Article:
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US Public Views on Abortion Largely Stable, Report Finds

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Views on abortion among the U.S. public have remained largely stable in recent years, according to a report published Aug. 13 by Public Religion Research Institute.

Respondents who think abortion should be legal in all cases increased two percentage points to 23% from 2014 to 2018, while those who feel it should be legal in most cases dropped three points to 31% over the same time period.

Those who feel abortion should be illegal in most cases remained the same (25%), while those who said it should be illegal in all cases declined one point to 15% from 2014 to 2018.

“Although a few states such as Alabama and Missouri have recently passed laws that – should they survive court challenges – would make abortion illegal with virtually no exceptions, there is no state in which more than one-quarter of residents say abortion should be illegal in all cases,” the report said.

“States with the largest proportion of residents who say abortion should be illegal in all cases include Louisiana (23%), Mississippi (22%), Arkansas (21%), Nebraska (21%), Tennessee (21%), Kentucky (20%) and North Dakota (20%). In all other states … fewer than one in five think abortion should be illegal in all cases.”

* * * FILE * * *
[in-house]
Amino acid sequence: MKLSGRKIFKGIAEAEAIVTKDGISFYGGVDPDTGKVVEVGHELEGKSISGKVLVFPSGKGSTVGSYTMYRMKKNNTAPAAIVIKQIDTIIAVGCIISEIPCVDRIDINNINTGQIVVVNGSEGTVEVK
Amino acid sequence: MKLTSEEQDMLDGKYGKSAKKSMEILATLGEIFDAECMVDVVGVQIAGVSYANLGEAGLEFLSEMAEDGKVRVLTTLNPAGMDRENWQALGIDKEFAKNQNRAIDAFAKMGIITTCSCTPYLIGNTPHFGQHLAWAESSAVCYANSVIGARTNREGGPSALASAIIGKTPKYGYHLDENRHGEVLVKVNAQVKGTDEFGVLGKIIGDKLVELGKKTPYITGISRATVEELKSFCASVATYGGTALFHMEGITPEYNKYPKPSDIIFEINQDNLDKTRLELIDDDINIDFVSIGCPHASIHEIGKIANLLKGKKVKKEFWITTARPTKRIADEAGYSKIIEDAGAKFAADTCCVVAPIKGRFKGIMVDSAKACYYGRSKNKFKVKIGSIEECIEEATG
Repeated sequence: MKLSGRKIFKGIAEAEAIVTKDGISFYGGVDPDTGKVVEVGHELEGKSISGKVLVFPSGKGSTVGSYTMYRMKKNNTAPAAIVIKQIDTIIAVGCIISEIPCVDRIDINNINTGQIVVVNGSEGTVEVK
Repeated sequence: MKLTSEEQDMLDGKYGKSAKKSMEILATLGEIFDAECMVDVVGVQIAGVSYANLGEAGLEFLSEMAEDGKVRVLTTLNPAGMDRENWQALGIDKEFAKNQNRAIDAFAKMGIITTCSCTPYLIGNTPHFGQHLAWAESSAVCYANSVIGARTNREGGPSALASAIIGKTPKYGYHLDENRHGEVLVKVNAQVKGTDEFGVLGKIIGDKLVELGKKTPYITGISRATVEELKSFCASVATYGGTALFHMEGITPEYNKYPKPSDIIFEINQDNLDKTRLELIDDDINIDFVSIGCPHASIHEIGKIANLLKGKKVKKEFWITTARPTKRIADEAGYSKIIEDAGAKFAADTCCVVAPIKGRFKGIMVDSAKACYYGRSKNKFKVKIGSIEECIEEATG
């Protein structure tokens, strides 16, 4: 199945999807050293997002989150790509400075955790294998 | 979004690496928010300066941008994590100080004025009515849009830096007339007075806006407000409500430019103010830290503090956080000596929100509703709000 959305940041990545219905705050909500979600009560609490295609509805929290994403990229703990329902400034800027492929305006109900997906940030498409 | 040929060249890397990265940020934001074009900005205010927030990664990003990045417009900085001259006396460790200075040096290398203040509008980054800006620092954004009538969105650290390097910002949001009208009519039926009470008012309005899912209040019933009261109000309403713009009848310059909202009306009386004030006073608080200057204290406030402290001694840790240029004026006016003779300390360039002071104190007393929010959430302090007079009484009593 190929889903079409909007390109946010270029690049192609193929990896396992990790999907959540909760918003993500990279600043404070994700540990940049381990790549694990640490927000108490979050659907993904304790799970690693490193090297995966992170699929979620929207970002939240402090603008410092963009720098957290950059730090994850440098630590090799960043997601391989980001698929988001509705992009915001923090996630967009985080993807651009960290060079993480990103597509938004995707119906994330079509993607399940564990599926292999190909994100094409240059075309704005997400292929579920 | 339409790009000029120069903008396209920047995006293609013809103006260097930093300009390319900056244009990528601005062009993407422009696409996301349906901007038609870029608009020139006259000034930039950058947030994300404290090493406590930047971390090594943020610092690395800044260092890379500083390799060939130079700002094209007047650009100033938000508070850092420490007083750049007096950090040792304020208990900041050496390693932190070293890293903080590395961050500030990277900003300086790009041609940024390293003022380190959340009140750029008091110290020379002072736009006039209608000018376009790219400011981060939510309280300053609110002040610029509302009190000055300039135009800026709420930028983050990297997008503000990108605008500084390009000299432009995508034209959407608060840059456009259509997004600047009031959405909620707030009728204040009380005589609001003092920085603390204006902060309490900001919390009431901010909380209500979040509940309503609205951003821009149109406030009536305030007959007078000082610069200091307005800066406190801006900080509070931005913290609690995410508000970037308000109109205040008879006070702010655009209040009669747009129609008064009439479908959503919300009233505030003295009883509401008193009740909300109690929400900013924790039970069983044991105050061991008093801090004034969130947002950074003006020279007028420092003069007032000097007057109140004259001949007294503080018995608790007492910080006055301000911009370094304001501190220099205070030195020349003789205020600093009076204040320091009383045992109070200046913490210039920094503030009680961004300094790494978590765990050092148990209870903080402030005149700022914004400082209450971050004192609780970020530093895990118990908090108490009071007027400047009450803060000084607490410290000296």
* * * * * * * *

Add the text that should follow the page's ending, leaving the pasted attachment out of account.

Republican support for legal abortion in all cases dropped five points to 34%, while independent support remained the same (55%) and Democratic support rose three points to 70%.

Responses varied significantly by religious tradition, with Jehovah’s Witnesses (68%), Mormons (66%) and white evangelical Protestants (65%) being most likely to say abortion should be illegal in most or all instances.

The most likely respondents to say abortion should be legal in all or most instances were Unitarian Universalists (83%), New Age (73%) and religiously unaffiliated (72%).

Among Christian respondents, black non-evangelical Protestants were most likely to support abortion being legal in most or all instances (67%), followed by white mainline Protestants (59%).

In the past five years, Hispanic Catholics were most likely to have become more opposed to abortion (21% of respondents reported this change), followed by Jehovah’s Witnesses (17%) and Hispanic Catholics (16%).

Buddhists and New Age respondents were most likely to say they are more supportive of abortion than they were five years ago (18% for both groups reported this shift), followed by Hindus (16%) and Unitarian Universalists and black Protestants (both at 15%).

“Americans who know someone who has had an abortion are much more likely than people who have had no such experience to think abortion should be legal in most or all cases,” the report said.

“Three in four (75%) Americans who report having had an abortion think it should be legal in most or all cases, while 60% of people who know a friend, family member or someone else who has had an abortion agree.”

The full report is available here.